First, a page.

On January 1st, 2017, Pierre Simay was appointed as the new OISPG Rapporteur. This group of experts from the European Commission supports and promotes open innovation practices, particularly in the context of the Horizon 2020 program.
“Today’s companies can no longer innovate alone. They exist in innovation ecosystems in which the collaborative model is prioritized,” explains Pierre Simay, Coordinator for International Relations at IMT. Open innovation is a way of viewing research and innovation strategy as being open to external contributions through collaboration with third parties.
The Horizon 2020 framework program pools all the European Union funding for research and innovation. The program receives funding of nearly €80 billion for a 7-year period (2014-2020). Each year, calls for tenders are published to finance research and innovation projects (individual and collaborative projects). The European Commission services in charge of Horizon 2020 have established external advisory groups to advise them in the preparation of the calls for proposals. Since 2010, IMT has been actively involved in the expert group on open innovation, OISPG – Open Innovation Strategy and Policy Group. Pierre Simay, the recently appointed OISPG Rapporteur, presents this group and the role played by IMT within the group.
What is the OISPG?
Pierre Simay: OISPG is a DG CONNECT expert group, the European Commission’s Directorate General for Information and Communication Technology. The open innovation phenomenon has increased over the past few years, with the appearance of more collaborative and open models. These models are based, for example, on user participation in research projects and the development of living labs in Europe (EnoLL network). I should also mention the new research and innovation ecosystems that have emerged around platforms and infrastructures. This is the case for the European “Fiware” initiative which, by making copyright-free software building block platforms available to developers and SMEs, seeks to facilitate the creation and roll-out of the internet applications of the future in what are referred to as the vertical markets (healthcare, energy, transportation, etc.).
Open innovation refers to several concepts and practices – joint laboratories, collaborative projects, crowdsourcing, user innovation, entrepreneurship, hackathons, technological innovation platforms, and Fablabs which are still relatively new and require increasingly cross-sectoral collaborative efforts. Take farms of the future, for example, with precision agriculture that requires cooperation between farms and companies in the ICT sector (robotics, drones, satellite imagery, sensors, big data…) for the deployment and integration of agronomic information systems. OISPG was created in response to these kinds of challenges.
Our mission focuses on two main areas. The first is to advise the major decision-makers of the European Commission on open innovation matters. The second is to encourage major private and public European stakeholders to adopt open innovation, particularly through the broad dissemination of the practical examples and best practices featured in the OISPG reports and publications. To accomplish its mission, OISPG has been organized around a panel of 20 European experts from the industry (INTEL, Atos Origin, CGI, Nokia, Mastercard…), the academic world (Amsterdam University of Applied Sciences, ESADE, IMT…), and the institutional sector (DG CONNECT, the European Committee of the Regions, Enoll, ELIG…).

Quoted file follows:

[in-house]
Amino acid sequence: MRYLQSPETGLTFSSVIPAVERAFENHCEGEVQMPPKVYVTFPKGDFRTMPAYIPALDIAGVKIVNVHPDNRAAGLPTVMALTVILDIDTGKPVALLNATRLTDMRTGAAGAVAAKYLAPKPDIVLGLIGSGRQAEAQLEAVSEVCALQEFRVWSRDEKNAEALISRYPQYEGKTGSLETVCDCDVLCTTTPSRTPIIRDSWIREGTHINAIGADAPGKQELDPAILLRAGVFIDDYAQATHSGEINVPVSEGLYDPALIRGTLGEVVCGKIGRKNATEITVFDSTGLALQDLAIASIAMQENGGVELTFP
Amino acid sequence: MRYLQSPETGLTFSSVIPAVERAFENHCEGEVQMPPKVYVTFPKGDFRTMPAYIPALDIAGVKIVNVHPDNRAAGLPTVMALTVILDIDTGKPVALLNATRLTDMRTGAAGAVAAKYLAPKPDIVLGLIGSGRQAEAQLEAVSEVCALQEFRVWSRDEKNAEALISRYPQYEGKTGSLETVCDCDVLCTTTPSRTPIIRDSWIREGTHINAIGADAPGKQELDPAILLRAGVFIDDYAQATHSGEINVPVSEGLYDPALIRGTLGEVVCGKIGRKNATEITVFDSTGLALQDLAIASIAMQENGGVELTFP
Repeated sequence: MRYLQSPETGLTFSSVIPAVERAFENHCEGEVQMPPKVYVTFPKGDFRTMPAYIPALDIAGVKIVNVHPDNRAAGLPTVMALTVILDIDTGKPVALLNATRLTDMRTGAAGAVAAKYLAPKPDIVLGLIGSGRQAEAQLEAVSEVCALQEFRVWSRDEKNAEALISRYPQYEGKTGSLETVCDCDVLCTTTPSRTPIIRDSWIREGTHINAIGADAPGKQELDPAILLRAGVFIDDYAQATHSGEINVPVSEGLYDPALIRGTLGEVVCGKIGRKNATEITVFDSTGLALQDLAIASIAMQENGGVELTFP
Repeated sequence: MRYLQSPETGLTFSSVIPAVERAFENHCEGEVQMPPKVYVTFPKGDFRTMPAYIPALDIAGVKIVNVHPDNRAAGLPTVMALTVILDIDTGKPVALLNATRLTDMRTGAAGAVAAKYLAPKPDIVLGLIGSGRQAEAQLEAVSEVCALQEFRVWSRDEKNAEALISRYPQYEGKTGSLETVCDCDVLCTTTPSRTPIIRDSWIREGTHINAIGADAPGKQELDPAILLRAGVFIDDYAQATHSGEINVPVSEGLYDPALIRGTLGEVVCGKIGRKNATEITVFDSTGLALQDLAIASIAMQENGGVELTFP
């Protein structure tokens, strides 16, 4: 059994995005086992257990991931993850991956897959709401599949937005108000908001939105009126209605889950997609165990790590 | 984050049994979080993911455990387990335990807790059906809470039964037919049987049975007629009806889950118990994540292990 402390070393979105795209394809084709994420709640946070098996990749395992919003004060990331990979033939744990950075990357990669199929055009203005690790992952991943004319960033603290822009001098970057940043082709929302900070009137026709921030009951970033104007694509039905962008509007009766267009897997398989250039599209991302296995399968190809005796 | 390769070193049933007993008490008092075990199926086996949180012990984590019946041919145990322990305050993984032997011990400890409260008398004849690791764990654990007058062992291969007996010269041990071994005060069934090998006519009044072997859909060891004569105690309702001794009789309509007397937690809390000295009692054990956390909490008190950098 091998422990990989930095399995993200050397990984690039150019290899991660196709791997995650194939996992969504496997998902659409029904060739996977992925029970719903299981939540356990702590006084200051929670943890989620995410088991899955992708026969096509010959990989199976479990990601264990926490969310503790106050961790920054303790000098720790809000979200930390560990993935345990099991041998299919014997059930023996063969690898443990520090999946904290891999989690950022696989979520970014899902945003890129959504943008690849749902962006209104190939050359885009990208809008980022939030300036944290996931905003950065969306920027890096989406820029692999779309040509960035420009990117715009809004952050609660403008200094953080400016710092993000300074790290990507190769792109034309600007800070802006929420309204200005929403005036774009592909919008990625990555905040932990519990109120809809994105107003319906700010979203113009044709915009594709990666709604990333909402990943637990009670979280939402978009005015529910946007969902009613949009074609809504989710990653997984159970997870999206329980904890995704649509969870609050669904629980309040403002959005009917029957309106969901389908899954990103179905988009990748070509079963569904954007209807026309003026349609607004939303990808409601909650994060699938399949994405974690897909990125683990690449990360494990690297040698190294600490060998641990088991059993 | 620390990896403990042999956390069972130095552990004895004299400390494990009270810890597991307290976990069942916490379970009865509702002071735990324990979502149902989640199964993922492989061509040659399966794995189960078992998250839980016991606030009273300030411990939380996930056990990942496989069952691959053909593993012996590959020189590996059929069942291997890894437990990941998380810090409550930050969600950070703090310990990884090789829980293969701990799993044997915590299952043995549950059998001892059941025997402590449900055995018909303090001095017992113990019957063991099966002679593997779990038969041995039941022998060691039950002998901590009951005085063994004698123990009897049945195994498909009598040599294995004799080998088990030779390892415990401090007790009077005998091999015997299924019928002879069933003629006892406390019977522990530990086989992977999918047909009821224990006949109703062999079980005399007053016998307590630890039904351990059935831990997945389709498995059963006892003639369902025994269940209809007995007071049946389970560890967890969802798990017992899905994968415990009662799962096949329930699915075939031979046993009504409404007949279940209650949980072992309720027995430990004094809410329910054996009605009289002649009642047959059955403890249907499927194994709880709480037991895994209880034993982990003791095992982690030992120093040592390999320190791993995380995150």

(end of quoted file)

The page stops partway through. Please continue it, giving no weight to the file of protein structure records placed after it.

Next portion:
What does your role within this group involve?
PS: My role is to promote the group’s work and maintain links with the European Commission experts who question us about the current issues related to the Horizon 2020 program and who seek an external perspective on open innovation and its practices. Examples include policy that is being established in the area of digital innovation hubs, and reflections on blockchain technology and the collaborative issues it involves. OISPG must also propose initiatives to improve the definition of collaborative approaches and the assessment criteria used by the Commission in financing Horizon 2020 projects. In Europe, we still suffer from cumbersome and rigid administrative procedures, which are not always compatible with the nature of innovation and its current demands: speed and flexibility.
My role also includes supporting DG CONNECT in organizing its annual conference on open innovation (OI 2.0). This year, it will be held from June 13 to 14 in Cluj-Napoca, Romania. During the conference, political decision-makers, professionals, theorists and practitioners will be able to exchange and work together on the role and impacts of open innovation.
What issues/opportunities exist for IMT as a member of this group?
PS: IMT is actively involved in open innovation, with major programs such as those of the Fondation Télécom (FIRST program), our Carnot institutes and our experimentation platforms (for example, the TeraLab for Big Data). Our participation in OISPG positions us at the heart of European collaborative innovation issues, enables us to meet with political decision-makers and numerous European research and innovation stakeholders to create partnerships and projects. This also allows us to promote our expertise internationally.